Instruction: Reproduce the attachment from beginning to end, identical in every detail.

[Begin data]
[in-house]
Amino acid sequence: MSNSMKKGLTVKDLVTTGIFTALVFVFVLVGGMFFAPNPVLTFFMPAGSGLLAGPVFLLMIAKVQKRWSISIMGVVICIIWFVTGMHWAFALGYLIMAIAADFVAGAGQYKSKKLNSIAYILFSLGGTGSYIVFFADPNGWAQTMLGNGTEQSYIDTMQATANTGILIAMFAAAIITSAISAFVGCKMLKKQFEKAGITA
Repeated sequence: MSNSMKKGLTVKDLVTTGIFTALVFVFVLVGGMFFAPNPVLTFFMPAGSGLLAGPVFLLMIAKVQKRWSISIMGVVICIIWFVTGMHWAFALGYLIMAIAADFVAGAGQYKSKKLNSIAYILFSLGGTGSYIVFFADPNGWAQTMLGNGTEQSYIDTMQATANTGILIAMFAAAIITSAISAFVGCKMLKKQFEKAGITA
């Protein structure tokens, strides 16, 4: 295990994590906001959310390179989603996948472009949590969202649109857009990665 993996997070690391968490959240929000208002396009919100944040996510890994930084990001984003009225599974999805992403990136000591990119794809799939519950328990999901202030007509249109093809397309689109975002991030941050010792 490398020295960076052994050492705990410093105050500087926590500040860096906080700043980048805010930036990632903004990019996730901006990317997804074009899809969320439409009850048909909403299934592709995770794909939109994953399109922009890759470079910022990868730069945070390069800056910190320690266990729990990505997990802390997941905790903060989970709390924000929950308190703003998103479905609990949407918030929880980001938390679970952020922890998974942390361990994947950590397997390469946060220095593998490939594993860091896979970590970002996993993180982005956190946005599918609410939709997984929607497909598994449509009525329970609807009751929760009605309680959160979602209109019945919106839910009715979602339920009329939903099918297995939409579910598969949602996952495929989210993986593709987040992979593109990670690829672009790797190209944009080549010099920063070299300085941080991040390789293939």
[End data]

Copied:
[in-house]
Amino acid sequence: MSNSMKKGLTVKDLVTTGIFTALVFVFVLVGGMFFAPNPVLTFFMPAGSGLLAGPVFLLMIAKVQKRWSISIMGVVICIIWFVTGMHWAFALGYLIMAIAADFVAGAGQYKSKKLNSIAYILFSLGGTGSYIVFFADPNGWAQTMLGNGTEQSYIDTMQATANTGILIAMFAAAIITSAISAFVGCKMLKKQFEKAGITA
Repeated sequence: MSNSMKKGLTVKDLVTTGIFTALVFVFVLVGGMFFAPNPVLTFFMPAGSGLLAGPVFLLMIAKVQKRWSISIMGVVICIIWFVTGMHWAFALGYLIMAIAADFVAGAGQYKSKKLNSIAYILFSLGGTGSYIVFFADPNGWAQTMLGNGTEQSYIDTMQATANTGILIAMFAAAIITSAISAFVGCKMLKKQFEKAGITA
């Protein structure tokens, strides 16, 4: 295990994590906001959310390179989603996948472009949590969202649109857009990665 993996997070690391968490959240929000208002396009919100944040996510890994930084990001984003009225599974999805992403990136000591990119794809799939519950328990999901202030007509249109093809397309689109975002991030941050010792 490398020295960076052994050492705990410093105050500087926590500040860096906080700043980048805010930036990632903004990019996730901006990317997804074009899809969320439409009850048909909403299934592709995770794909939109994953399109922009890759470079910022990868730069945070390069800056910190320690266990729990990505997990802390997941905790903060989970709390924000929950308190703003998103479905609990949407918030929880980001938390679970952020922890998974942390361990994947950590397997390469946060220095593998490939594993860091896979970590970002996993993180982005956190946005599918609410939709997984929607497909598994449509009525329970609807009751929760009605309680959160979602209109019945919106839910009715979602339920009329939903099918297995939409579910598969949602996952495929989210993986593709987040992979593109990670690829672009790797190209944009080549010099920063070299300085941080991040390789293939």